3 part breath
Larissa Hall Carlson, Kripalu Yoga teacher and Ayurveda specialist, shares a Dirgha Pranayama practice to bring you to a calm, relaxed state…
This guided relaxation breathing exercises video by KripaluVideo is 3 minutes 21 seconds long and focuses on a single theme of the three part breath (3 part breath) breathing exercise. Other names for it are the complete breath or dirgha pranayama (dirga pranayama). This is a still video clip of a female instructor to explains the technique. She is also the female demonstrator to show how it is done.
The theme of this relaxation video is well focused on the three part breath breathing exercises. After a brief introduction the female instructor starts the demonstration. She also finishes off with a brief summary about observing the effects of the technique.
The audio used in this breathing exercises video contains only the voice of the female instructor The tone and pace of the instructor is nice and relaxing.
The verbal instructions are given by the female instructor are clear and detailed on the in breath. There is also good use of repetition to reinforce learning. However, the out breath instructions are a little bit sketchy. It leaves me a little unclear as to what is happening on the out breath. She seems to imply that the abdomen area is the last part of the lungs to deflate but it is not stated explicitly.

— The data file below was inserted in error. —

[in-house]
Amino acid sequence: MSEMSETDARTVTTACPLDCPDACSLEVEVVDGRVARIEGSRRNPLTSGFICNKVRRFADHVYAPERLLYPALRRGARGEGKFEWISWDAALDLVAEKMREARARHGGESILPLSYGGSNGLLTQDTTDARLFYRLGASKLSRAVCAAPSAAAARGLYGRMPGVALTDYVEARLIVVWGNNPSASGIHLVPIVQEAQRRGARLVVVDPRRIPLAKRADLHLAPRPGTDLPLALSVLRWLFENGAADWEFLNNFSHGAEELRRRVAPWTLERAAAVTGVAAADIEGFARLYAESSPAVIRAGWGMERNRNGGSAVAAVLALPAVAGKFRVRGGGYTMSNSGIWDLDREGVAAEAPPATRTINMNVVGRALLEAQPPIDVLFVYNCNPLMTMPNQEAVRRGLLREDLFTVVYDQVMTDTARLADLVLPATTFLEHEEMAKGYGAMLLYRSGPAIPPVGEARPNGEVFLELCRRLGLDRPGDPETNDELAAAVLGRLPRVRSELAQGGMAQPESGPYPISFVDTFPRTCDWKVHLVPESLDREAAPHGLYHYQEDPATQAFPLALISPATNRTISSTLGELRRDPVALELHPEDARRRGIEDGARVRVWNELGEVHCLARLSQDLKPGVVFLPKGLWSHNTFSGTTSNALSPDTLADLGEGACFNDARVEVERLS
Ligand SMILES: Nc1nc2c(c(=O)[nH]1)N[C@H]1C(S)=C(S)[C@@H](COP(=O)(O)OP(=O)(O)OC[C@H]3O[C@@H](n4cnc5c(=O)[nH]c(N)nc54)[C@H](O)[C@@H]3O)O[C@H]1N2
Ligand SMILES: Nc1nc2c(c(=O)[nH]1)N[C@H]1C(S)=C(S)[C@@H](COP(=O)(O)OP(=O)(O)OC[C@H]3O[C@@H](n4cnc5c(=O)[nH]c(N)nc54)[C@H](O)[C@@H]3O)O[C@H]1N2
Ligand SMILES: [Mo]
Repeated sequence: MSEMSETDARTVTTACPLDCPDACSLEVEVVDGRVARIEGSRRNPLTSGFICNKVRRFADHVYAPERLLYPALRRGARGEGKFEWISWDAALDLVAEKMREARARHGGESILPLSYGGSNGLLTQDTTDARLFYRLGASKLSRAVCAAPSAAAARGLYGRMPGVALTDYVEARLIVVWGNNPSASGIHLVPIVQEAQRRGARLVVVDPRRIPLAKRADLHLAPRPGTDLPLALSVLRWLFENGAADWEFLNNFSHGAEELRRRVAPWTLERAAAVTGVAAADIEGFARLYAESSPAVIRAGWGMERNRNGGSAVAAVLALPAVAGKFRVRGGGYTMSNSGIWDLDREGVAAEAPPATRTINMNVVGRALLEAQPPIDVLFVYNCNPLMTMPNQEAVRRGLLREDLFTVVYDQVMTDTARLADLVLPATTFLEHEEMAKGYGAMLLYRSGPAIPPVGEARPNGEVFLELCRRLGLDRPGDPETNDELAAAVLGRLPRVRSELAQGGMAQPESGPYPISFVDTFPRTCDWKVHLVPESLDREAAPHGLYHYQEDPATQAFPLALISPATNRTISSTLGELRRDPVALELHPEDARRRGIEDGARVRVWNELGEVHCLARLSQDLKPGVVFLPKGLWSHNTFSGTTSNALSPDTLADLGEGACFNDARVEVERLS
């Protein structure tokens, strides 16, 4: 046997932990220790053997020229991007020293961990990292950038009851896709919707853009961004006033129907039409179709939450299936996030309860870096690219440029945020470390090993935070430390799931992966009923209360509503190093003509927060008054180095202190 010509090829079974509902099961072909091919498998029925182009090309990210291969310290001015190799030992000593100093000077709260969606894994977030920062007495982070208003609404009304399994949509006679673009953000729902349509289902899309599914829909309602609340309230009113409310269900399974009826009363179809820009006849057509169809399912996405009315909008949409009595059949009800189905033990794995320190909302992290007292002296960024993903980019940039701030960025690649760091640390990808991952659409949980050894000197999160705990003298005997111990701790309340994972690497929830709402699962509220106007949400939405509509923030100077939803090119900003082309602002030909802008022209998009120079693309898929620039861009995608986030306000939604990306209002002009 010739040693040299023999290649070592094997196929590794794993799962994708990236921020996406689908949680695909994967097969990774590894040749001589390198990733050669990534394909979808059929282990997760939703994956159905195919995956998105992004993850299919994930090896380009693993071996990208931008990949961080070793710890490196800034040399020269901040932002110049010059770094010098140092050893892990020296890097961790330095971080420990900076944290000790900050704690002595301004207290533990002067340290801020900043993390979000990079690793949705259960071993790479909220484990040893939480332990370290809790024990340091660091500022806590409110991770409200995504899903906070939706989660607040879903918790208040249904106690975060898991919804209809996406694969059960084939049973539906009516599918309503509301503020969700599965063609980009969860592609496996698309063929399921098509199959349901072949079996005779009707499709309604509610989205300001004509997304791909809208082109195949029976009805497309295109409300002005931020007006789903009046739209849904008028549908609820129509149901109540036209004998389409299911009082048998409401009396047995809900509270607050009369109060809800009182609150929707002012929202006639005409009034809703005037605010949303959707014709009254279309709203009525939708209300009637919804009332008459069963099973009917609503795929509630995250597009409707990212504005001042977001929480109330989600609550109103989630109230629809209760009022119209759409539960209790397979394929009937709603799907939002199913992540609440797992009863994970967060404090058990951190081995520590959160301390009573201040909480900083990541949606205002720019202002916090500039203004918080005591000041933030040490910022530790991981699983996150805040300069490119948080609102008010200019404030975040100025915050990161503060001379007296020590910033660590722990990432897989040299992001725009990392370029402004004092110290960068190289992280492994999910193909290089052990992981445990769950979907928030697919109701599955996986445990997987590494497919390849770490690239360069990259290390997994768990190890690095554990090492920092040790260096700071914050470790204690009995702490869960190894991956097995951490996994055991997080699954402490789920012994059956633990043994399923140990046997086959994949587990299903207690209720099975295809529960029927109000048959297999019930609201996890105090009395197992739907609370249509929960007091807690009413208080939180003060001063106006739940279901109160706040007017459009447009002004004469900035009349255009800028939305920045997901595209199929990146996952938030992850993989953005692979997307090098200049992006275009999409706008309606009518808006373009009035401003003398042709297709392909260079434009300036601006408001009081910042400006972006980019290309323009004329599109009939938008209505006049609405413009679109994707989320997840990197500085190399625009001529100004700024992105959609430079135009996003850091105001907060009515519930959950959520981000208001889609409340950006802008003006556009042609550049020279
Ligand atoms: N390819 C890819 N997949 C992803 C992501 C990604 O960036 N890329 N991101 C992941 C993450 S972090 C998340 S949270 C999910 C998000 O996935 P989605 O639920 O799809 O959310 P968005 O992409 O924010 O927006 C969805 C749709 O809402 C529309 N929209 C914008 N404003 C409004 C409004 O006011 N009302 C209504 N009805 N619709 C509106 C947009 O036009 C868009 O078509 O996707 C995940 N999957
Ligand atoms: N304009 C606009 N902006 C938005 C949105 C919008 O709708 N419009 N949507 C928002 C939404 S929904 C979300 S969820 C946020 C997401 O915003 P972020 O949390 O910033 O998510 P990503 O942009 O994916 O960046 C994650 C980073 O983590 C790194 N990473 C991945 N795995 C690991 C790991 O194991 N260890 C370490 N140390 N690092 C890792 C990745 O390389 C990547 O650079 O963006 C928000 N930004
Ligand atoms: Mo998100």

The demonstration is given by the same female that gives the instructions. In other words, she is demonstrating whilst talking. She is in a frontal seated body position on the floor. She also uses visual cues during the demonstration in the form of hand positioning and gestures on the abdomen or belly and the chest. Her use of her hands does support and reinforce her verbal instructions well.
There is only one scene used throughout the entire video which is that of female instructor demonstrating the breathing exercise within a room.
The scene of this breathing exercises video show images of the female instructor only against a bright wall.
This breathing exercises video is quite a good example of how to do the three part breath technique. The instructions and demonstration given is clear and detailed with good use of repetition to reinforce learning. However, it is let down by a slightly unclear out breath explanation regarding the order of what parts of the lungs deflate first and last.